Cuba: Alan Gross Deep in Depression

Refuses to Receive Most Visitors in Cuba

Wilfredo Cancio Isla (Café Fuerte)

Alan Gross (center) next to his wife Judy Gross and attorney Scott Gilbert during a prison visit at the end of 2013.

HAVANA TIMES — Alan Gross, the US citizen sentenced to 15 years in prison in Cuba, has lost the use of his right eye and refuses to receive most visitors owing to a profound state of depression.

“Alan’s situation is grave,” said attorney Scott Gilbert in his statements to CafeFuerte. “The governments of the United States and Cuba have to resolve this situation very soon or Alan will die in prison.”

Gilbert explained that 65-year-old Gross has already lost sight out of his right eye and that his hips have deteriorated to such an extent that he has been unable to do any type of exercise in the past two months.

“He has suffered a lot recently thinking about his mother’s death, having been unable to see her before her death or be with his family in this time of grief,” said Gilbert. “Because of his emotional state, he has refused to receive most visitors.”

Evelyn Gross died of cancer at 92 this past June 18 in Texas. Despite the family’s petitions to Raul Castro’s government, asking that Gross be permitted to attend the funeral, Cuban authorities turned down the request.

On April 2, Alan Gross began a hunger strike which he interrupted 11 days later at the request of his aged mother. The aim of the hunger strike was to protest over the lack of a solution to his case.

At the close of June, Gilbert and Judy Gross, Gross’ wife, visited him in his cell at the Carlos J. Finlay Military Hospital in Havana, where the prisoner is currently confined. During the visit, Gross’ family revealed that the US contractor had lost all hopes of returning to his country and was planning on ending his life.

Scott Gilbert, Gross’ lawyer
Scott Gilbert, Gross’ lawyer

Gilbert affirms that the situation has worsened and lays the blame for the tragic unfolding of the case on both Havana and Washington.

The Cuban government claims it is willing to find a “humanitarian” solution to the case, but only by negotiating the exchange of Gross for the three Cuban agents currently imprisoned in the United States [since 1998]. Washington has turned down this offer, alleging that the cases are entirely different.

Negotiating with Raul Castro

Recently, there was news that businesspeople Elon Musk and Shervin Pishevar, two magnates of the world of new technologies and faithful supporters of President Barack Obama, had accompanied actor Sean Penn to Havana at the beginning of last year to negotiate the release of Gross with the high spheres of government, to no avail.

Gilbert said he had no knowledge of that negotiation or its outcome.

The Gross case has become the bone of contention between Cuba and the United States, making it impossible for the Obama administration to make further progress in terms of bilateral relations with the island.

The December 3 will mark five years since Gross’ arrest in Cuba. He was detained in a hotel in Havana on the eve of his return to the United States, after delivering Internet communication technology to members of the island’s Jewish community.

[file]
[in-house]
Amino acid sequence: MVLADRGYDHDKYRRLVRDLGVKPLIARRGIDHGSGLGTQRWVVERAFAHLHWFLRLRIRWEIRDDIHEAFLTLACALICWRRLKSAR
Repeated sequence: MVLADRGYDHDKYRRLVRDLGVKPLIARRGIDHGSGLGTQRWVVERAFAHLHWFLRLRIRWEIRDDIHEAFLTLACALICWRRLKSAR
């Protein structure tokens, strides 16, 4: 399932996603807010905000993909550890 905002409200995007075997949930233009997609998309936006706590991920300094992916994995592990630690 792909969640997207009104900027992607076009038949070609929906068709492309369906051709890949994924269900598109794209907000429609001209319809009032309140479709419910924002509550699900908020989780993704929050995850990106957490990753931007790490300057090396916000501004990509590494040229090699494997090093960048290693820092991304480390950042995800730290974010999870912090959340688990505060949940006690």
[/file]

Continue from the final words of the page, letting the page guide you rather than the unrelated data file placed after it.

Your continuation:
A Cuban court tried and convicted Gross in March of 2010 on charges of undermining national security.

29 thoughts on “Cuba: Alan Gross Deep in Depression

  • August 4, 2014 at 8:30 am

    As an African-American, I assure you that I am no fan of my American criminal justice system. The three remaining Cuban spies were clearly guilty of espionage. The only debate worth having in their cases is the length of their incarceration. Do you know have many lives of young African-American men have been ruined by excessive jail terms? If you are asking for special justice for these Cubans, I say get in line. Tying their freedom to Mr. Gross is unfair to Mr. Gross and really unfair to so many other men convicted of far lesser crimes than espionage. By the way, only people with small penises would resist a “penis-measuring contest”. The reality of foreign policy today is largely based on how big your military and your economy is. To suggest otherwise is naïve.

  • August 3, 2014 at 2:05 pm

    You continue to see foreign policy as a penis measuring contest. If we forget about Gross for a moment. What harm would there be in sending the Cubans home. The damage they did to the US was minimal, after all they Cuba isn’t about to launch an attack, they’ve done a huge amount of their sentence so there is still a deterrent in place. There was also serious issues with their original trial and the sentence was far to severe. So again why not send them home, it’s the right thing to do.

  • August 2, 2014 at 12:19 pm

    John, the US can do nothing to directly effect the release of Alan Gross. Raul, on the other hand, needs to consult with no one, save maybe Fidel, to give the order to release Mr. Gross. How can you suggest a false equivalency in the Gross case? While I agree that no one benefits should the Castros allow Gross to die in prison. It is clear, however, that exchanging the remaining 3 Cuban spies to purchase Gross’ release would be a clear victory for the rogue Castro regime. I realize that your hands are tied because you can not openly criticize the Castros and risk your travel business to Cuba, but privately I believe you can honestly see the difference between what the Castros would gain in a prisoner for hostage exchange and how American foreign policy would be weakened.

  • August 1, 2014 at 6:49 pm

    Open courts belong to democratic societies with freedom of information, freedom of the media and freedom of expression. Cuba offers none of these but has a Socialist regime controlled by the Castro Ruz family where open courts -such as the one Fidel Castro Ruz addressed with his “history will absolve me” plea are not normal.

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